Though we provide board and train services, we actually prefer and recommend that YOU train your dog. We spend most of our time teaching others how to train their own dogs, and feel that the bond that grows between you and your pup during training is something special.

With that said, the three notable “pros” to board and train are:

  1. If you’re busy and you simply DO NOT have the time to train your dog, board and train is a good option – having someone else train your dog is better than no training at all.

  2. It’s fast. Faster isn’t always better, but if you just need some “issues” worked on in an expeditious manner, board and train can help. It won’t “correct” aggression or resource guarding or reactivity – those things don’t simply go away in a couple weeks. But board and train does offer quite a bit of training in a short period of time

  3. Social Interaction. A good board and train service will also include interaction with other dogs, people, and life situations, even if your dog doesn’t necessarily need a lot of work in this area. Socialization is simply the process of having your dog interact with “normal life” in the form of other people and dogs, as well as cars, unusual sounds, etc.

Those are the positive of board and train. But what about the cons?

  1. The human/canine bond. Dog training creates a strong bond between you and your dog. When someone else is training your dog, you’re not going to get that same effect.

  2. Shy and fearful dogs. Shy and/or fearful dogs will often not do very well with board and train, and being away from home will make them extremely uncomfortable. Some dogs are simply not suitable for board and train. NOTE: we have to turn down more dogs than we take for board and train, because we DO NOT want to traumatize your dog.

  3. Aggressive dogs. Aggressive dogs are often better suited to individual training in your home, since YOU will be responsible for handling your dog after his training with a professional has been completed.

  4. There is no easy fix. Your dog is not going to come back from two weeks at a board and train program and be “fixed.” Dog training is a process that lasts a lifetime and requires both repetition and ongoing refreshers. You don’t need to keep going to dog training classes if you don’t want to, nor do you need to continue going to a professional trainer. If you want a happy, healthy, well-behaved dog, however, you will have to keep training with your dog.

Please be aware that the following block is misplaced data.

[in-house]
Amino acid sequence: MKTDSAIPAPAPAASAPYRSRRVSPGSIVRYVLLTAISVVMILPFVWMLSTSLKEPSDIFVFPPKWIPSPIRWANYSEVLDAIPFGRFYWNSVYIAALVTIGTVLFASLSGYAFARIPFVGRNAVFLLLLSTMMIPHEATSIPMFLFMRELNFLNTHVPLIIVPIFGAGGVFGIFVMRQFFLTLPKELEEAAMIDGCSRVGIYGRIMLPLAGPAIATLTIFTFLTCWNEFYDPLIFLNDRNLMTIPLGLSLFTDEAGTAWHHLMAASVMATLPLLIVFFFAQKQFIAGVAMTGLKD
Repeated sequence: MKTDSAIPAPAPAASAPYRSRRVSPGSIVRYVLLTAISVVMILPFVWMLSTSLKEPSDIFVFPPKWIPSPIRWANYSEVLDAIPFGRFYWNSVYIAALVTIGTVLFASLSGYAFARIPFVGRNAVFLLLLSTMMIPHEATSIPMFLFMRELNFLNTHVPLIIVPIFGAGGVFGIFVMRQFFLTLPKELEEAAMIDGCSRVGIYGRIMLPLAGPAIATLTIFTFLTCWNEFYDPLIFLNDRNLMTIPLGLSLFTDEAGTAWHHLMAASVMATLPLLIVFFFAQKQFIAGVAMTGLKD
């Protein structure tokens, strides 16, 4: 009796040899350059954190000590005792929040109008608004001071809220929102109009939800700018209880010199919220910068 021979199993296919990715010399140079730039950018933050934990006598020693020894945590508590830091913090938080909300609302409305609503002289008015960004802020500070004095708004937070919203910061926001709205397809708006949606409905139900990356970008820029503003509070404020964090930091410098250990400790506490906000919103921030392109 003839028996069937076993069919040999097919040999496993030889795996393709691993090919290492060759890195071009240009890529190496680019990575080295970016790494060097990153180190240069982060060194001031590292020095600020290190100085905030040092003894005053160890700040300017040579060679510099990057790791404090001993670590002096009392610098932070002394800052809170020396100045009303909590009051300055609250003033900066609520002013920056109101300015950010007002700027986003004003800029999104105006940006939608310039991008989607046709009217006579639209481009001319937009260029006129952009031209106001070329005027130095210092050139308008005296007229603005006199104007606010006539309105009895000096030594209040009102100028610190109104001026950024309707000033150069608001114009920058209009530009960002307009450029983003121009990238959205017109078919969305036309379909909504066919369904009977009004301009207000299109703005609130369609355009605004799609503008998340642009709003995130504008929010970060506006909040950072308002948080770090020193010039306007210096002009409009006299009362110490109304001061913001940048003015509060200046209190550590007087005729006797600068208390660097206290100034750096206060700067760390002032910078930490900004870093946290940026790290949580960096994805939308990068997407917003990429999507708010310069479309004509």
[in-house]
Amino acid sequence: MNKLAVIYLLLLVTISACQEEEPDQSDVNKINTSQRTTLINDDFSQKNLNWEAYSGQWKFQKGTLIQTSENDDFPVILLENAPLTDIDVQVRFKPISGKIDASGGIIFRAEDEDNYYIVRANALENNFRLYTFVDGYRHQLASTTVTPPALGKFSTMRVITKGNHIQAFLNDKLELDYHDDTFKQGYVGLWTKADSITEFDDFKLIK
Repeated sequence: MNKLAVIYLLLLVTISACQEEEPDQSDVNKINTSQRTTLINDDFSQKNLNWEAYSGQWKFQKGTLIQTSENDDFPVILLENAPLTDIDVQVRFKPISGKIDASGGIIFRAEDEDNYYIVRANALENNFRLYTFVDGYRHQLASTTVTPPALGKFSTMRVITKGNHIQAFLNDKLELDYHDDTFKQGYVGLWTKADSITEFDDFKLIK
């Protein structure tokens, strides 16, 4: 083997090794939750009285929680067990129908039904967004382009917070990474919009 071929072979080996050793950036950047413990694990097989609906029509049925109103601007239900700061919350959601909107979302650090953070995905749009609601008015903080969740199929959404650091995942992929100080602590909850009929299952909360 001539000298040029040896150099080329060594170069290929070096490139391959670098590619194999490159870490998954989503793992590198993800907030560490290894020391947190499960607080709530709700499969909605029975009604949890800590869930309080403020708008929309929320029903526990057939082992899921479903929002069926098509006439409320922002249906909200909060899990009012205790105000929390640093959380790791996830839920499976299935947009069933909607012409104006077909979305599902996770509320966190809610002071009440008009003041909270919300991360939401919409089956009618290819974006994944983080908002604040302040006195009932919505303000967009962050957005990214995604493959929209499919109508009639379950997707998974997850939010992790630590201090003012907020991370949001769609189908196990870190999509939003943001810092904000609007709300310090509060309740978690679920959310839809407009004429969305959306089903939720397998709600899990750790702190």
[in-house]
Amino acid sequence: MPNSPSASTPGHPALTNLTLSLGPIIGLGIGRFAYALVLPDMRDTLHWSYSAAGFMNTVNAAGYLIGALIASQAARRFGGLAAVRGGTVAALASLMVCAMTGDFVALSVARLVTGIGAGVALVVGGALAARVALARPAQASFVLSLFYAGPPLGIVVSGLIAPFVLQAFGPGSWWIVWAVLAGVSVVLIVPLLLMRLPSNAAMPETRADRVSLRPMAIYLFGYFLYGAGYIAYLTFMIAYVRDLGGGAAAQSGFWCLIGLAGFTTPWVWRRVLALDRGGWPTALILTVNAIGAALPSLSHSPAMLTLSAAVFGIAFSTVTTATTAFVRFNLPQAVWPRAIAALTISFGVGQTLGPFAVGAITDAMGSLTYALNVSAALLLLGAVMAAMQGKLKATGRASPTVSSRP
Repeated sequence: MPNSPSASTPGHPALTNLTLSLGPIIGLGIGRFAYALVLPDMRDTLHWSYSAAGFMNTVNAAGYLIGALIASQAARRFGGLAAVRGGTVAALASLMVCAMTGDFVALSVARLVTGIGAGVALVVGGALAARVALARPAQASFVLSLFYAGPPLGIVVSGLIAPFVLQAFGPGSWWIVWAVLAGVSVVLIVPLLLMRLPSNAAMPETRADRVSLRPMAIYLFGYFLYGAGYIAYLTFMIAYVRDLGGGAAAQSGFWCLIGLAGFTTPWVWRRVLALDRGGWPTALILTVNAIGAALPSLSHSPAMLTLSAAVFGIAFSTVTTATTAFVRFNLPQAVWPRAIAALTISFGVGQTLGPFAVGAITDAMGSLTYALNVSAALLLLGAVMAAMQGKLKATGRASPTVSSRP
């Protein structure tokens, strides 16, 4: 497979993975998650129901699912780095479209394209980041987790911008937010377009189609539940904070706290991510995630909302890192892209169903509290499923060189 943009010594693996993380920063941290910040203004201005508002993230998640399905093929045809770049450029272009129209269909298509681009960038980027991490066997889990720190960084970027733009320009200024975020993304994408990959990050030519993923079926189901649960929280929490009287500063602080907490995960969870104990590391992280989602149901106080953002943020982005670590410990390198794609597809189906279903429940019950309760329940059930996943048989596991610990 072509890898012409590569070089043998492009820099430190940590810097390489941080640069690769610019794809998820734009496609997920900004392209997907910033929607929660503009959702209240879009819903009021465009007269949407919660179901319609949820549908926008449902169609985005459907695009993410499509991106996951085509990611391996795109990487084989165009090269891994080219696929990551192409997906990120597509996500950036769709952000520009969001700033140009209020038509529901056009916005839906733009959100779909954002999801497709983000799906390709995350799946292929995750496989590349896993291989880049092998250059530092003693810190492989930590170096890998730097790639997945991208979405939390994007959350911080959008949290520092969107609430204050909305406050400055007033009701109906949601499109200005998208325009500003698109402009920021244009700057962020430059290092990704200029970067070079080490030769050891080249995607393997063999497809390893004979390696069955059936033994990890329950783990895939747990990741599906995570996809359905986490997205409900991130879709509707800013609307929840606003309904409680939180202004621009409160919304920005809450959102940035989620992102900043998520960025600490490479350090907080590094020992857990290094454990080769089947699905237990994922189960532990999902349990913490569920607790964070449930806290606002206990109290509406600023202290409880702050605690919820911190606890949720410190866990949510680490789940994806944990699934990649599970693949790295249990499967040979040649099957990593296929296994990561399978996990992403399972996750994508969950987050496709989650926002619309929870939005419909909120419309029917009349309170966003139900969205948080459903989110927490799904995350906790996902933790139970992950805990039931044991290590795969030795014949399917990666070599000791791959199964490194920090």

A Very Important Note

We mentioned earlier that it’s best for you to train your dog, and it’s certainly true that you won’t have a trainer with you at all times after a board and train program is completed. DO NOT think that after board and train, your dog will no longer require training, or that your dog can be “fixed” by a trainer and you will never have any work to do in this area.

A good dog trainer that provides board and train services will never make claims like this, will certainly never make a guarantee, and will ALWAYS follow up on a board and train program by transferring the training lessons to you. What does that mean? Simply put, the trainer will teach your dog at board and train, then the trainer will teach YOU in a separate session (or sessions) so that you can continue and reinforce that training.

What Do I Do Now?

Unfortunately, our only answer to that is “it’s up to you.” If you’re simply too busy to spend a lot of time learning to train your dog, board and train might be right for you and your dog. If you’re going away for a few weeks and need to board your dog anyway, that’s another good time to consider board and train.

Otherwise, we recommend starting with a basic good manners class or perhaps a private dog training session. Then you can go from there!